Ironworker Facility Sets the Stage… for a Visit from the President

How does someone prepare when expecting guests? Obvious suggestions would be cleaning up, making sure everyone is ready to greet the visitors, coordinating arrival times and ensuring adequate parking situations. But what if someone’s expecting a visit from two of the most important figures in America?

This was a scenario the Iron Workers Local 5 Union employees in Largo, Md., had to handle. On February 4, President Joe Biden and Vice President Kamala Harris visited the facility where Biden signed an executive order requiring the use of project labor agreements on federal construction projects above $35 million.

Hosting a visit from the sitting president and vice president takes extensive planning. Aaron Bast, a business manager at Local 5, says plenty of coordination and planning occurred among the facility, Secret Service and White House staff.

“We had to determine hold rooms for the president and vice president, presidential staff and Secret Service,” Bast says. “We had to set up the area where he gave his speech and signed the executive order, and there was a lot of stuff we had to move to make room for everything,” he says.

According to Bast, the entire Local 5 staff of 14 and an additional seven apprentices attended, as well as approximately 30 guests from the White House and another 25 members of the press.

Bast says there was a complete sweep of the facility and all doors locked in anticipation of the president’s arrival.

“Certain parts of the facility were closed to all people…we closed for business that day,” he says.

Vice president Kamala Harris and labor secretary Marty Walsh also attended. Walsh was a member of Laborers Local 223 in Boston and the head of the Building and Construction Trades Council from 2011 to 2013.

Looking back on the event, Bast says there isn’t anything he would change.

“The whole experience was so amazing, and I will never forget it,” he says.

The executive order is intended to help alleviate the management and coordination challenges that can hinder progress on major construction projects. The order also directs Departments of Defense and Labor, as well as the Office of Management Budget to lead a training strategy for the nearly 40,000-person strong contracting workforce on the implementation of this order’s policy, a White House statement reads.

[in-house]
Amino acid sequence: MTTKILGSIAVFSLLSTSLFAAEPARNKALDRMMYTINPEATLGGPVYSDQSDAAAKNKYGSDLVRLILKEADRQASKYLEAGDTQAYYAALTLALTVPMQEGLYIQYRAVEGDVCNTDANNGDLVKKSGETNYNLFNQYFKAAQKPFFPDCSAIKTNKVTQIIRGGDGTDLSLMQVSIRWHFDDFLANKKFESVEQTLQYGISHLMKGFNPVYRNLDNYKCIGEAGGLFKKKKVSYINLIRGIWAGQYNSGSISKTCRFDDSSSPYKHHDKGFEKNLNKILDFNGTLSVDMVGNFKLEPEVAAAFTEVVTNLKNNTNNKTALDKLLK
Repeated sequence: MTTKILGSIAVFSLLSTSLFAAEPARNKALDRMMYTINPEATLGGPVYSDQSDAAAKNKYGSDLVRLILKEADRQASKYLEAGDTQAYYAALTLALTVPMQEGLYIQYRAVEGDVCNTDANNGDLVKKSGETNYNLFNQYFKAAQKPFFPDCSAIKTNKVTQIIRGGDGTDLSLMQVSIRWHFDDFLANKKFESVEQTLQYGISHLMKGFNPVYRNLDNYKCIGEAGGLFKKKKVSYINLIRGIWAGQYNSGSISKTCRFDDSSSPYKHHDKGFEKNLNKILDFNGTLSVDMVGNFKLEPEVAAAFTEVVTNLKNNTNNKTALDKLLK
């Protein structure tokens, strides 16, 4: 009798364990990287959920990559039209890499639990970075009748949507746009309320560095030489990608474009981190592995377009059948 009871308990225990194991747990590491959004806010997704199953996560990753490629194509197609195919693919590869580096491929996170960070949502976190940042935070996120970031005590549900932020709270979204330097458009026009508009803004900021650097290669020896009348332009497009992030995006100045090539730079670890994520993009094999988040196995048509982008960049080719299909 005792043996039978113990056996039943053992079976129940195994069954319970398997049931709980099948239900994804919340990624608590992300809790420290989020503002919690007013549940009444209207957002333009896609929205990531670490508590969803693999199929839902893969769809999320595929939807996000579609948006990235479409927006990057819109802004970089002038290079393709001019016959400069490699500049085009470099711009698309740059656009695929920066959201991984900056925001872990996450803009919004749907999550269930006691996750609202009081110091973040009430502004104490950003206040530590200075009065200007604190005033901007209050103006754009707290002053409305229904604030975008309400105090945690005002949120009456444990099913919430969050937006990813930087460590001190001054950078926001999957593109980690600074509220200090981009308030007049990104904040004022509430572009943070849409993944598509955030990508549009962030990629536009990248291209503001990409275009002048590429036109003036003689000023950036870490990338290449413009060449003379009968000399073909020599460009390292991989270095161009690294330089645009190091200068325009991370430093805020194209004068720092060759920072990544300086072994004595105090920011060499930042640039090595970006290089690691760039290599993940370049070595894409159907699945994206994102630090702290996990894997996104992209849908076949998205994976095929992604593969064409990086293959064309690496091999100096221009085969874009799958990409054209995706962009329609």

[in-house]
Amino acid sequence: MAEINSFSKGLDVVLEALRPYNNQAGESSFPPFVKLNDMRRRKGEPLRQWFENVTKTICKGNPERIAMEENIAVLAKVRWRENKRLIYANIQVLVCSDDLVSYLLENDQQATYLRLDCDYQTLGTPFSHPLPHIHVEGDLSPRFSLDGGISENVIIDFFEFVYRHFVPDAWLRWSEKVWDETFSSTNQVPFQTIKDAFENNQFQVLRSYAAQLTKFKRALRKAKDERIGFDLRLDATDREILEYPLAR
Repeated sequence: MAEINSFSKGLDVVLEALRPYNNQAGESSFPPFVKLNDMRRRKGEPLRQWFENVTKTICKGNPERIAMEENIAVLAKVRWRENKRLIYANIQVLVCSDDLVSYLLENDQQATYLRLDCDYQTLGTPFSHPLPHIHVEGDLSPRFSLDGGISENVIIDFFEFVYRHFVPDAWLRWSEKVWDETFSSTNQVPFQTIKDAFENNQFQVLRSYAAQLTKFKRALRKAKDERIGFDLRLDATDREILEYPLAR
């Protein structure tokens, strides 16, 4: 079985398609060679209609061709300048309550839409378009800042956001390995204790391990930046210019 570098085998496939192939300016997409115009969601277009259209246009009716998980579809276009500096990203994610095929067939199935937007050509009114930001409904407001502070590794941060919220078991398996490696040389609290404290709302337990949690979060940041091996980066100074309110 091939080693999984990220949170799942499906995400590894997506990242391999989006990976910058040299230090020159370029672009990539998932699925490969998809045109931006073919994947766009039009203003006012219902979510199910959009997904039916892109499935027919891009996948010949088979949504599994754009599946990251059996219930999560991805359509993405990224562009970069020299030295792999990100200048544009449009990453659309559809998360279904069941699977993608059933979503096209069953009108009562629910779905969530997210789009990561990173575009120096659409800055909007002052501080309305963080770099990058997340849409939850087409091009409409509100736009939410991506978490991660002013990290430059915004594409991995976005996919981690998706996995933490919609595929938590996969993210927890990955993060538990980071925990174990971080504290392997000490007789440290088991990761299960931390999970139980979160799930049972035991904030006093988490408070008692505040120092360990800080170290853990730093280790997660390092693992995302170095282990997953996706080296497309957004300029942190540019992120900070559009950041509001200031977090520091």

Local 5’s 52,000 square foot facility consists of classrooms, welding and training stations, mock-ups and even a five-ton overhead crane. (Read the related article on page 36 in the September 2021 issue of USGlass magazine.)

Forman Ford Earns NACC

Forman Ford, a Midwest glazing contractor headquartered in Cedar Rapids, Iowa, is the first in the state to earn North American Contractor Certification (NACC).

Forman Ford executive vice president Kurk Rogers and director of fabrication and engineering Joe Kalisz partnered with NACC administrators for over six months to undergo a series of rigorous assessments and implement standard written documents including a quality management system.

Forman Ford leadership say the NACC process encouraged them to implement new quality control methods in both the manufacturing facility and the field. To maintain certification, the company will be reevaluated annually to confirm its business and glazing practices remain at the high standards NACC requires.

Glazing contractors can earn the NACC credential in one or more of six operational categories based on the company’s focus of work. Forman Ford earned NACC in all six categories: interior and entry systems, building envelope low-rise, building envelope high-rise, active glass, guardrails and service work.

To view the laid-in version of this article in our digital edition, CLICK HERE.